History: Named after the famed fraternal organization, the Elks Temple Building used to have a large copper elk’s head hanging over its windows to welcome members. A report from The Wilmington Messenger in October 1900 indicated the organization would “hoist” novices to the organization up on the antlers of the elk, in order for the newcomer to be “inducted into the mysteries of the antlered tribe.” Today, the copper antlers are no more.
The basement of the building was home to yours truly, encore, in the early 1990s, but later on in the decade it moved out of the dark and into the space behind the bay windows on the second floor of The Soapbox. The Soapbox Laundro-Lounge—ILM’s hailed live music venue and, yes, laundromat—occupied the building from 2001 to 2013. Editor-in-Chief Shea Carver recalls listening to Outkast rehearse for their 2004 VMA performance through the walls of the building.
“It was right as they released the ‘Speakerboxxx/Love Below’ album,” she says, “and it was the soundtrack to putting encore together weekly for a while.”
Today, the building awaits to serve up some waffles.
Plans: Will it be a Waffle House? Well, it was originally planned as an all-hours diner, but such plans have been delayed. The commercial MLS states the restaurant has been “fighting and is now winning the permitting process with the City,” and they are “gearing up for interior uplifting of the space.”
511 N. Third Street
Year Built: 1900
History: The one-story stuccoed building was home to the Pickard Bleecker Automobile Company before its official dissolution in 1914. R. F. Fields of the Ford Automotive Company bought it and continued operating it as an automobile dealership for many years. Eventually, it was the site of the Allen Feed Store & Supply and even a hardware store for a time. Cape Fear Community College tried to condemn the property but the owner, Pat Delair, pushed to save it. Delair served on city council from 2006 to 2007. After passing away from a vigilant battle with cancer, the building was put up for sale.
Plans: Though the online listing advertisement mentions it as a great space for a craft brewery, the buyer did not disclose intentions for the property upon inquiry. The building is currently under contract.
MILLS GROCERY STORE
522 S. Third Street
Year Built: 1948
History: According to listing agent John Hinnant, the one-story brick commercial building originally served as Mills Grocery Store. The large-plate glass display windows have made the storefront an ideal home for commercial businesses over the years, including the grocery, an antique shop and a florist. The building was home to Herritage Equipment Company in 1976.
Plans: The property was put on the market in late June, and Hinnant says it was under contract within a week. Hinnant teases readers with great things to come.
“People will be very excited once they realize who the buyer is,” he tells. Though he cannot disclose more on the subject, he does reveal the buyers have “big plans” for the old grocery store.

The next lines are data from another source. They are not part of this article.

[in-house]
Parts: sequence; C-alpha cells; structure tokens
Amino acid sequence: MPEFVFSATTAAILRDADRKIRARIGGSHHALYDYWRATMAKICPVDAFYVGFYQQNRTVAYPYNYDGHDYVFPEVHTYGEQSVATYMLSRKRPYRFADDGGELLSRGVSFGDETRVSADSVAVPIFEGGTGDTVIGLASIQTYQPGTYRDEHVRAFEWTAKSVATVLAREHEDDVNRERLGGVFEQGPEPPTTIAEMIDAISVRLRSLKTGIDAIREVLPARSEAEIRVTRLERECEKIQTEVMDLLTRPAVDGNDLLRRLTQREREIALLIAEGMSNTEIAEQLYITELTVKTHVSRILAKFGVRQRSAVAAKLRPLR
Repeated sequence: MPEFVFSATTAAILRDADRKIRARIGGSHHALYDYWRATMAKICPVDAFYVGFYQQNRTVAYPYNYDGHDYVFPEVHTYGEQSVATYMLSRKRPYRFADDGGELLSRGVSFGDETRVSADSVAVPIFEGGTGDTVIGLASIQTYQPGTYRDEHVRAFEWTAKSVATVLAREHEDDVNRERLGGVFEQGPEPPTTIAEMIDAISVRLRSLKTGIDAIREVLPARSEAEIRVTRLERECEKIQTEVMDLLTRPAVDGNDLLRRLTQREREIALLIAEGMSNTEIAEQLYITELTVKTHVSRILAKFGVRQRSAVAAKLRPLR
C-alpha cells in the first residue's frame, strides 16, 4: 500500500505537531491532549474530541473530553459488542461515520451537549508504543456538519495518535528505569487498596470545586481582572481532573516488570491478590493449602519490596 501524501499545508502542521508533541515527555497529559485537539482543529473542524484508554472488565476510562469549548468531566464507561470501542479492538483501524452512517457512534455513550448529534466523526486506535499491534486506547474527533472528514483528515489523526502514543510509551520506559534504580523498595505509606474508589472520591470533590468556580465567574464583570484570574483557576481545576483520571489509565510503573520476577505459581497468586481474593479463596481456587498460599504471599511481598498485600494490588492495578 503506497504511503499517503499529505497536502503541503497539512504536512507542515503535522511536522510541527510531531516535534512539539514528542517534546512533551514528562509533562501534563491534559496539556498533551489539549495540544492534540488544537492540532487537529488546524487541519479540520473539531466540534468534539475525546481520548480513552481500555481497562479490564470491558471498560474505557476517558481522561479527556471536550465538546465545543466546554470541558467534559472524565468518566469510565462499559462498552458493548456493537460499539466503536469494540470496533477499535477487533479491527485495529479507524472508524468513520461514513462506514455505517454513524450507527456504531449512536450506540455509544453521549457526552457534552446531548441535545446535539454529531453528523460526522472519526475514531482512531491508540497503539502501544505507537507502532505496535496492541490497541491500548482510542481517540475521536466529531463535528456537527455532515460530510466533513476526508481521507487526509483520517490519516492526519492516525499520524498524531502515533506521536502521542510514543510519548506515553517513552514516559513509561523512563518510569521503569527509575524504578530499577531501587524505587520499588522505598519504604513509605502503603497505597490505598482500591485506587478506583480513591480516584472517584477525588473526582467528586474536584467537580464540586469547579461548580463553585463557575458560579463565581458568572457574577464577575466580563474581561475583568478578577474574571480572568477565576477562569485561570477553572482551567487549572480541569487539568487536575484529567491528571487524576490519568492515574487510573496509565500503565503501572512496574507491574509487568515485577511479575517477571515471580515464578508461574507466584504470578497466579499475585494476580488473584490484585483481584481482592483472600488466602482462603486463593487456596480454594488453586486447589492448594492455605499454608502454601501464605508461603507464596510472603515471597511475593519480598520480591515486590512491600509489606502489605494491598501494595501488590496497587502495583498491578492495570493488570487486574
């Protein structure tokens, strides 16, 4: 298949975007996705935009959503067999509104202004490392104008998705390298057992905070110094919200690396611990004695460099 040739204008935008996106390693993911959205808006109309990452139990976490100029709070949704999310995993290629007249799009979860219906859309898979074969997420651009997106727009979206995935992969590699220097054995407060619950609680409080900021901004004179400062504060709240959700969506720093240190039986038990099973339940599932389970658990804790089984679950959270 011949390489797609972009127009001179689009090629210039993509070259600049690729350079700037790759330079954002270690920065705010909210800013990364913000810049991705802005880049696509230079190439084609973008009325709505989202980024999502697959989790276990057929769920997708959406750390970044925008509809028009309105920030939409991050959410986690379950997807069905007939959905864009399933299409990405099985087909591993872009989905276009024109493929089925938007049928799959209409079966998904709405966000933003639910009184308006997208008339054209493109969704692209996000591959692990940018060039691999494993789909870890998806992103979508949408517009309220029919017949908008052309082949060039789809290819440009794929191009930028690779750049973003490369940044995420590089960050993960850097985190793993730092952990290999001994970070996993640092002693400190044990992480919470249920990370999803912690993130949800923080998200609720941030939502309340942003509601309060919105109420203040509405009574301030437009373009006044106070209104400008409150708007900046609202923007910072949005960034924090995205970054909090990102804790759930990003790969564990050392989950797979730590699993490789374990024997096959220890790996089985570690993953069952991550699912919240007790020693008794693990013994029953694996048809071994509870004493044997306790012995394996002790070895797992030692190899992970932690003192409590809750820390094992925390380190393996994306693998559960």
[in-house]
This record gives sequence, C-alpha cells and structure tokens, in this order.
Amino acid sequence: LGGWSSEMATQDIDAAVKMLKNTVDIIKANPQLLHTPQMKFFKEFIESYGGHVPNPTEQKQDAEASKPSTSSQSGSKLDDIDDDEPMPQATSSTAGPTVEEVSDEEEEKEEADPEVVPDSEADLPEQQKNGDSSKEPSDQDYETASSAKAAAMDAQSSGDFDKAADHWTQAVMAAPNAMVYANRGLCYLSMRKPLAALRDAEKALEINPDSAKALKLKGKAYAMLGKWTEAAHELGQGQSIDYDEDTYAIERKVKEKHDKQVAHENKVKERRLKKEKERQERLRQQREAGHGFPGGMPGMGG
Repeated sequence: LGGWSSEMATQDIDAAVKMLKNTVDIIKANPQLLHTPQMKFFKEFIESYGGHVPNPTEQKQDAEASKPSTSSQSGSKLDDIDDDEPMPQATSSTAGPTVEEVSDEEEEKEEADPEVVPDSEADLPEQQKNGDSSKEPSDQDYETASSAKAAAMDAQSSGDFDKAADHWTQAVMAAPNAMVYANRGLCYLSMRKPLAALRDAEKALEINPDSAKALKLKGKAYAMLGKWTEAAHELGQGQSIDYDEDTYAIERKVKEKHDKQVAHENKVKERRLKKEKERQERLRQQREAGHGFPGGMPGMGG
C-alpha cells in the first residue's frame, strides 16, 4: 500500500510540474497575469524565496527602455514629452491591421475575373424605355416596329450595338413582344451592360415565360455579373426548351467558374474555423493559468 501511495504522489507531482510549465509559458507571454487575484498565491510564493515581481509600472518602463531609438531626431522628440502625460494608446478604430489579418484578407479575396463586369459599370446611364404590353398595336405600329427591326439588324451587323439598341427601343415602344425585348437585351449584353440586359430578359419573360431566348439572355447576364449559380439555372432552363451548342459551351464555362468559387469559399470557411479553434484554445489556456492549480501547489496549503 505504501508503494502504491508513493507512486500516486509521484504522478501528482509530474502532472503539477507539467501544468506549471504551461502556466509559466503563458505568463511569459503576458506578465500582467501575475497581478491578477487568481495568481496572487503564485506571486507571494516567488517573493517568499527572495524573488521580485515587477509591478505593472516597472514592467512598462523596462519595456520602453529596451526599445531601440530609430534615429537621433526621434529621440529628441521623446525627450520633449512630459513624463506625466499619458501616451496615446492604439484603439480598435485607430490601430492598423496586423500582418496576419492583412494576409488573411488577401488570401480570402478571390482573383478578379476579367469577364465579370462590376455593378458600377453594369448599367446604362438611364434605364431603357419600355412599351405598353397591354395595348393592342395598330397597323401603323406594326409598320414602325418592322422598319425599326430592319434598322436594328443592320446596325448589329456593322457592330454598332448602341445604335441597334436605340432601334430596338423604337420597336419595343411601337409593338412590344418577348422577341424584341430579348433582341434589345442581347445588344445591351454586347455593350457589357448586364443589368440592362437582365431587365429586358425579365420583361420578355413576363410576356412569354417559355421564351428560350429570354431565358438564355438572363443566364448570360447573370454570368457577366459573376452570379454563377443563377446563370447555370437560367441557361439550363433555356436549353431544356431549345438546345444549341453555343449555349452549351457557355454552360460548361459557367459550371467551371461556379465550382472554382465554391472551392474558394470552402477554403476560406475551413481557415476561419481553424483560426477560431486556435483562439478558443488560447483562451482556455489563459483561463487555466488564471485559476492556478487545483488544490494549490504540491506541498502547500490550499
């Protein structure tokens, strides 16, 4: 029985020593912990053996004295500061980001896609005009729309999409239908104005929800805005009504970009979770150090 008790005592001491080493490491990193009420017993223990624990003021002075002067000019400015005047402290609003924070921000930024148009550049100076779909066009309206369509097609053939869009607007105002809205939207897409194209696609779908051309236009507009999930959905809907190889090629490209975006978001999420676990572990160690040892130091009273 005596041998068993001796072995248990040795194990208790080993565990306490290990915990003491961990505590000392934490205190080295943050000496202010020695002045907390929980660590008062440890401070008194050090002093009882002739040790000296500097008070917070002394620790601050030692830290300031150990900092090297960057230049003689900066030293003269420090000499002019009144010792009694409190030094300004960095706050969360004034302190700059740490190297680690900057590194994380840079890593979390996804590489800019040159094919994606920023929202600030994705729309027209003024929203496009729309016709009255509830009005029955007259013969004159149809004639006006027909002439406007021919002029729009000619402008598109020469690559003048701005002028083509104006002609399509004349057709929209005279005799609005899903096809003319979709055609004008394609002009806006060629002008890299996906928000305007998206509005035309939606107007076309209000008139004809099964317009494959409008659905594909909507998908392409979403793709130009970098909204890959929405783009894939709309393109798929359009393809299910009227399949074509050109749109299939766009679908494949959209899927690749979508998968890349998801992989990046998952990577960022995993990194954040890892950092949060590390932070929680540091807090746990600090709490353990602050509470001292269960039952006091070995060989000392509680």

523 S. Third Street
Year Built: 1897
History: The one-story, front-gable building was owned and operated by J.P. Montgomery from 1897 to 1904, who had to rebuild the structure in 1897 because of a fire.
Travis Gilbert of the Lower Cape Fear Historical Society pointed out the structure on the 1915 Sandborn fire insurance maps—which are detailed guides for the city to know which buildings were susceptible to fires, and how the structures were outfitted with pipes. The map, housed in the archives of the society’s Latimer House headquarters, shows the structure surrounded by a square outline that extends onto the street. According to Gilbert, it is a common indicator associated with grocery stores, which often had porches or eaves that extended onto the sidewalk.
Plans: The building was purchased by a private citizen in April of 2016. The little house was most recently the home of Projekte Gallery and Lounge, which served as a cozy venue for local artists, with an apartment outfitted in the back of it.
BANK OF AMERICA BUILDING
155 N. Front Street
Year Built: 1969
History: A map of the city from 1882 shows the building that stood before its modern replacement was owned by A. Pope, who is mentioned frequently in Wilmington newspapers in the 1880s. Pope served as general passenger agent for the Wilmington, Columbia and Augusta Railroad Company. He communicated train schedules and ticket deals to the people of the city. It is unclear how Pope utilized the building, which is pink on the Sandborn map, meaning passersby would’ve seen a brick building while walking by the site in 1915.
Constructed in 1969, the modernist building served as the downtown location for Bank of America until it moved to its 3rd Street location in 2010.
Plans: The building is currently owned by the Raleigh-based restaurant group LM Restaurants. It was reported the company planned to turn the building into a brewery; however, a representative for LM, Katherine Goldfaden, confirmed no current plans are in place for the property at this time.